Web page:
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Craving a bit of substance

I've never been one for fine dining. Don't get me wrong, I love flavour, freshness and fancy food, but to be honest I find myself in the same boat as the tax authorities. Something can be intricately and expensively assembled and put in front of me ever so politely, but what I really crave at the end of the day is substance.

This year is shaping up to be one of the busiest yet for the tax profession – as ITR warned in its February issue. One of the areas where this is being experienced most is tax planning.

The phrase 'tax planning' has, during the past few years, started to carry some negative connotations. For some members of the public, and many tax justice campaigners, 'tax planning' has become a euphemism for aggressive tax avoidance.

At ITR, we like to treat words as words – and this year, planning your taxes is as important as ever. Countries are preparing for BEPS in earnest, bringing in reams of legislation, as evidenced by many of this month's International Updates, mentioning the BEPS project. A big theme of this kind of legislation, and the way tax authorities are now examining companies' tax affairs, is the principle of substance over form.

And US tax reform, of course, means that many tax structures will require tweaking or overhauling as companies seek to find the best position to deal with two of the major talking points within it: the base erosion anti-avoidance tax and the global intangible low-taxed income provisions.

So as you dash between the Tax Planning Survey's rankings tables like the poor overworked waiter on our front cover, do pay attention to the words in between, where ITR's editorial staff have dissected many of the issues professionals should be planning for.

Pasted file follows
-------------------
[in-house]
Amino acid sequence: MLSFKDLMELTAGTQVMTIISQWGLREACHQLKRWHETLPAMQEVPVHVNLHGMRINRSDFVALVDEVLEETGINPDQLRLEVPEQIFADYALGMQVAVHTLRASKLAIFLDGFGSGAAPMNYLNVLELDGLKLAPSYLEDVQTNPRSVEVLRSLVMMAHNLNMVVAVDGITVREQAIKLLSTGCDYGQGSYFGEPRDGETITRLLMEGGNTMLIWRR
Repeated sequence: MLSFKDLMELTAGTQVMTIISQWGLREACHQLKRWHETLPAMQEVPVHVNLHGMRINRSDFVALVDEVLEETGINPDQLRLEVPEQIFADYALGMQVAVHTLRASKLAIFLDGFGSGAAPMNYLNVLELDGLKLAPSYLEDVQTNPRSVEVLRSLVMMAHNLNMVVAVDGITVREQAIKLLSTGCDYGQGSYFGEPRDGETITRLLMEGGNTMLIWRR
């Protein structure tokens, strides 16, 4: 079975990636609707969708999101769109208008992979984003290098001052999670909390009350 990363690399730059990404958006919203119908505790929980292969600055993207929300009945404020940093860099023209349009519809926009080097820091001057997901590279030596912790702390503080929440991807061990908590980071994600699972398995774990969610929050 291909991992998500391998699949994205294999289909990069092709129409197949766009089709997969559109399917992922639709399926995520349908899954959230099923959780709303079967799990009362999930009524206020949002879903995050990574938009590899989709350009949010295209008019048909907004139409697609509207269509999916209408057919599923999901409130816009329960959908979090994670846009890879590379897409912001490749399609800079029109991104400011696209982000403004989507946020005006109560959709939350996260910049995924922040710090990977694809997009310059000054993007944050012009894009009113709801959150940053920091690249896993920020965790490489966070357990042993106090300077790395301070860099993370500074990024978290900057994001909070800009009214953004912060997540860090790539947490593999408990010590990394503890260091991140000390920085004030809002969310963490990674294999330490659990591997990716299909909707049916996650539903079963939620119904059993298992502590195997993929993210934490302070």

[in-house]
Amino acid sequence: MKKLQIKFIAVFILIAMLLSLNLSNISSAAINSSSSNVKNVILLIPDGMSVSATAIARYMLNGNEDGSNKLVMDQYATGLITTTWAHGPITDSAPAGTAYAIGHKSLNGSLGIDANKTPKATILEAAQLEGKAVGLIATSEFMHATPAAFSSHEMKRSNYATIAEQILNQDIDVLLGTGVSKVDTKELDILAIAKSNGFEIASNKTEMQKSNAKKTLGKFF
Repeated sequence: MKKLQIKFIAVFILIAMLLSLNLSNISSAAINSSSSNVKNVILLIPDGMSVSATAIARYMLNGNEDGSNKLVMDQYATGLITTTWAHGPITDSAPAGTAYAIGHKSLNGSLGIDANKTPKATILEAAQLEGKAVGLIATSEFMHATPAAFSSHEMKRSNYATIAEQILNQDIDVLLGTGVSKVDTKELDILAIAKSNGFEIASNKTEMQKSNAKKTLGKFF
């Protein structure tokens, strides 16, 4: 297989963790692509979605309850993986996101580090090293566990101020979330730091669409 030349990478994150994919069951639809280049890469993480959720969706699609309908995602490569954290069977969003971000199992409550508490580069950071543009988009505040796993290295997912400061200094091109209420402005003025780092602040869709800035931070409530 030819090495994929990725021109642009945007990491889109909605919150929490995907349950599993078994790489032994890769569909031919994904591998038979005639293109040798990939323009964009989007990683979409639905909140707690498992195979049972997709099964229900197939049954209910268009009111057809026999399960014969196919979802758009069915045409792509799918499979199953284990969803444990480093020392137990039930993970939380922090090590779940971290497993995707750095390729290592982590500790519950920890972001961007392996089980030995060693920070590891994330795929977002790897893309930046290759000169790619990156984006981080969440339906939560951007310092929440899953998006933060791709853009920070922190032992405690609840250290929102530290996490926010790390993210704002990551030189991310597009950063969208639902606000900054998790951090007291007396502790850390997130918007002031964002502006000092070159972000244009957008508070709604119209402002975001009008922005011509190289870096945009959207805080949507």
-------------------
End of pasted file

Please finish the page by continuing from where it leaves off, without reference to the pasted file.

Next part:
But that's not all we have in this month's magazine. Before you reach for pièce de résistance, we have a wide selection of entrées. There's news analysis, Keith Brockman's regular column, an exploration of anti-profiteering regulations and not one but two features on digital taxation issues.

And, once you've digested the main course of the cover story, there is a trio of delectable European desserts: Special features from Germany and Malta, and a report of our successful Indirect Tax Forum, which was held in Amsterdam in March with speakers from the OECD and European Commission, among others.

Bon appétit!

Joe Stanley-Smith

Editor, International Tax Review

more across site & bottom lb ros

More from across our site

‘Go on leave, effective immediately’, PwC has told nine partners in the latest development in the firm’s ongoing tax scandal.
The forum heard that VAT professionals are struggling under new pressures to validate transactions and catch fraud, responsibilities that they say should lie with governments.
The working paper suggested a new framework for boosting effective carbon rates and reducing the inconsistency of climate policy.
UAE firm Virtuzone launches ‘TaxGPT’, claiming it is the first AI-powered tax tool, while the Australian police faces claims of a conflict of interest over its PwC audit contract.
The US technology company is defending its past Irish tax arrangements at the CJEU in a final showdown that could have major political repercussions.
ITR’s Indirect Tax Forum heard that Italy’s VAT investigation into Meta has the potential to set new and expensive tax principles that would likely be adopted around the world
Police are now investigating the leak of confidential tax information by a former PwC partner at the request of the Australian government.
A VAT policy officer at the European Commission told the forum that the initial deadline set for EU convergence of domestic digital VAT reporting is likely to be extended.
The UK government shows little sign of cutting corporate tax, while a growing number of businesses report a decline in investment as a result of the higher tax burden.
Mariana Morais Teixeira of Morais Leitão overviews Portugal’s new tax incentive regime designed to boost the country’s capital-depleted private sector.